Why do believers believe silly things? The function of denialism

Bishop Butler wrote in a sermon in 1729: Things and actions are what they are, and the consequences of them will be what they will be: why, then, should we desire to be deceived? [Sermon 7] It’s an interesting question. Why should we seek to be deceived about the consequences of our actions and the Read More…

The discrimination of the age

There are many kinds of undue and harmful discrimination in modern society, all of which collectively tend to privilege a few. Women are treated with less respect and given fewer opportunities than men; heterosexuality is privileged over “deviant” forms of sexual identity and the alphabet community (currently LGBT and variants) has fewer rights than the Read More…

Why anti science?

Over the past few decades there has been an increasingly negative attitude by governments, pundits, religiosi and faux philosophers against science. We have seen an increase in denialism about climate change (one of the most well supported scientific models of the day), vaccination, evolution, medical research in general, and the ancillary aspects of science like Read More…

On knowing the rules

The reader may have become aware of some examples of sexual harassment on the interwubs lately. I do not propose to get involved or to make detailed comment as I do not know much about the cases apart from what has been mentioned online. I take it as read these are echt cases of sexual Read More…

Are smarter people irreligious or just nonconformists?

There’s been a lot of discussion around the traps that studies show repeatedly that those who are atheists or otherwise irreligious are on average a bit smarter than those who aren’t. The usual ballyhoo has followed, with atheists claiming that religion makes you stupid or only stupid people follow religions, etc. I want to suggest Read More…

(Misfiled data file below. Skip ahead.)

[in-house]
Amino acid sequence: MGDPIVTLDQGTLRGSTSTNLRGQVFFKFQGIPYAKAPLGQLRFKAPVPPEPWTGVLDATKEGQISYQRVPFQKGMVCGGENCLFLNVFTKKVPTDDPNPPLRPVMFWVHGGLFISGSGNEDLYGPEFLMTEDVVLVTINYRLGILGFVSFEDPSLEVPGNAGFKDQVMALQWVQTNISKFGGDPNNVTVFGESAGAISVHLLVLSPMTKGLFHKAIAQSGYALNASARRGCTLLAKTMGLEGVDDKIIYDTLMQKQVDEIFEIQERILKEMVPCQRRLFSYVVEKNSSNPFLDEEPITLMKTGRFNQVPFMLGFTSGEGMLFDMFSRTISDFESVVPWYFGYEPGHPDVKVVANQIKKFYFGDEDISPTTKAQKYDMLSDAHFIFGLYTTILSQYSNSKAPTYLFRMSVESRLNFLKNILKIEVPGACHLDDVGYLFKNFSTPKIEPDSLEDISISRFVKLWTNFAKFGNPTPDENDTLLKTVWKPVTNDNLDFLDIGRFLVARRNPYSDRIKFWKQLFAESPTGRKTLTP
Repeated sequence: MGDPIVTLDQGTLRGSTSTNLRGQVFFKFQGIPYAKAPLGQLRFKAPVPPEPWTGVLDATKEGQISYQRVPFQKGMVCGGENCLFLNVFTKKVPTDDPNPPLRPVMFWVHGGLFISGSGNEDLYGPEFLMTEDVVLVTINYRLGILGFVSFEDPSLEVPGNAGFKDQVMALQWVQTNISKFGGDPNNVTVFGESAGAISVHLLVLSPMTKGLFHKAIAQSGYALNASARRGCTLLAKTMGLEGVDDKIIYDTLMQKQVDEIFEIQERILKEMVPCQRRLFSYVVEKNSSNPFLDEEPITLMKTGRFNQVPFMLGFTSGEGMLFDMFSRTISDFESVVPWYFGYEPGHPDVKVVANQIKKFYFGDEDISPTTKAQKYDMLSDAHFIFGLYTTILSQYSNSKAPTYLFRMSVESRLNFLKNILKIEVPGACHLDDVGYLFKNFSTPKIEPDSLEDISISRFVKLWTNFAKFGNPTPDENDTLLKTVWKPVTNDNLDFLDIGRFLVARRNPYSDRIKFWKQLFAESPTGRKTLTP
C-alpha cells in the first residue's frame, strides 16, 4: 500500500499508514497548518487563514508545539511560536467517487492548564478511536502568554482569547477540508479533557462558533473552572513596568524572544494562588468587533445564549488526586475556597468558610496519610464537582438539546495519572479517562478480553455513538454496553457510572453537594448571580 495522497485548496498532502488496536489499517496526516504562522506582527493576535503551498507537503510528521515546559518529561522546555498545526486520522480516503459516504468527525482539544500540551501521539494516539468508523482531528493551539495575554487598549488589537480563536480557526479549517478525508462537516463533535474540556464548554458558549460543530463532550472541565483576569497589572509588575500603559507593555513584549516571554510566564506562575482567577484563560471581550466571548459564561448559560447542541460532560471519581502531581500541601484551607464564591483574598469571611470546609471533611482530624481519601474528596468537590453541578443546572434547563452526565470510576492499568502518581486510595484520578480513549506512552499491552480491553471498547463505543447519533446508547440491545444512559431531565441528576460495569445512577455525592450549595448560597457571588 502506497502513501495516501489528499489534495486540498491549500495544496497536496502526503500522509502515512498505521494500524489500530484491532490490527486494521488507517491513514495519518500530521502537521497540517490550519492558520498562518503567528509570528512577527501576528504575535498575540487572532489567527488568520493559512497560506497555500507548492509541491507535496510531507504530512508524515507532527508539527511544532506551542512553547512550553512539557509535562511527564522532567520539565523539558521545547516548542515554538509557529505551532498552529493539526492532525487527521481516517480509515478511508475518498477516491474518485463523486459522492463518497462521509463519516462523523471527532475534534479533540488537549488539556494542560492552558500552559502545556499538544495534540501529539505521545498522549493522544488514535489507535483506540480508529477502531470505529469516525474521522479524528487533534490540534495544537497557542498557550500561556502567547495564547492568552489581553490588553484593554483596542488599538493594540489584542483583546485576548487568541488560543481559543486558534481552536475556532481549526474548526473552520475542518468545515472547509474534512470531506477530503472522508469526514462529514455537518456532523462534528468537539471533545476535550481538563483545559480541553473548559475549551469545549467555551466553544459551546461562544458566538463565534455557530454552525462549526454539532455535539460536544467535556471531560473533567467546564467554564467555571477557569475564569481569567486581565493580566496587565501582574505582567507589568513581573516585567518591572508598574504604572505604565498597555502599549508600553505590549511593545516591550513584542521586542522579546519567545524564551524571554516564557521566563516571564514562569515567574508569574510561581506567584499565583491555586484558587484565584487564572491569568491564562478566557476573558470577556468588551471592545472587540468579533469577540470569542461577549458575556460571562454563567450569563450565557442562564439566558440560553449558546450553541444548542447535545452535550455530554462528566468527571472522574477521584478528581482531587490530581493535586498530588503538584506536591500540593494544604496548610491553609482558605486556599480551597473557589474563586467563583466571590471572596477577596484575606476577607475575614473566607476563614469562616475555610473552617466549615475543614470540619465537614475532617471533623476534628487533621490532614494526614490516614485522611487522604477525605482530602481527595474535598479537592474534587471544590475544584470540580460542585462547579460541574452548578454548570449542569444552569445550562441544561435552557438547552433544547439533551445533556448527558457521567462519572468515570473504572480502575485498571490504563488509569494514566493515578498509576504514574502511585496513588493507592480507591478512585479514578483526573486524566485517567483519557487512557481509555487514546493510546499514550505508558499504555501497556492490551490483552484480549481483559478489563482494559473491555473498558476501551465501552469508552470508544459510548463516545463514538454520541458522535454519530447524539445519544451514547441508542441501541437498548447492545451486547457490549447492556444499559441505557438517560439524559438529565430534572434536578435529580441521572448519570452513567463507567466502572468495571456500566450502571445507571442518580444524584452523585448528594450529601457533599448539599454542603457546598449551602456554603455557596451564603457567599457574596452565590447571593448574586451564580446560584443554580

Scientists and history

Recently, historian of medicine Edward Shorter made the following comment [follow link for a good discussion]: Historians aren’t as interested [in his work] because they aren’t intellectually equipped to study that kind of thing. Most of them don’t have a scientific background. They can’t get into detailed discussions of therapies because they aren’t well informed about Read More…

Are humans just animals?

Yesterday I heard on the radio a discussion by neuroscientist turned philosopher Raymond Tallis, who was arguing that humans are not just animals, and that consciousness is not just what happens in the brain. He went on at length about “Darwinitis”, a disease of intellectuals who wish to explain everything in terms of Darwinism. It Read More…

Evopsychopathy 5: Conclusion

The criticisms of evolutionary psychology and its predecessors sociobiologies 1 through 3 focus on three major points: 1. It is adaptively-biased; 2. It is gene-centric (or biological determinist, which amounts to the same thing); 3. It is culturally biased in favour of the privileged classes of the people making the claims. I hope I have Read More…

Evopsychopathy 3: The explanatory target

In the Bad Old Days, biologists, including Darwin, used to speak of “instinct” as an inherited trait of organisms. Darwin has a comment in his Notebooks It is absurd to talk of one animal being higher than another. — We consider those, when the intellectual faculties [/] cerebral structure most developed, as highest. — A Read More…

Eww, I stepped in some evolutionary psychology and other crap

*Sigh* I try and try to stay out of the muck, but they keep pulling me back in! I saw what I thought was a careful and rather overly-documented critique by Edward Clint of a talk by Rebecca Watson against evolutionary psychology (EP). It was full of references and arguments, devoid of ad hominem, and well Read More…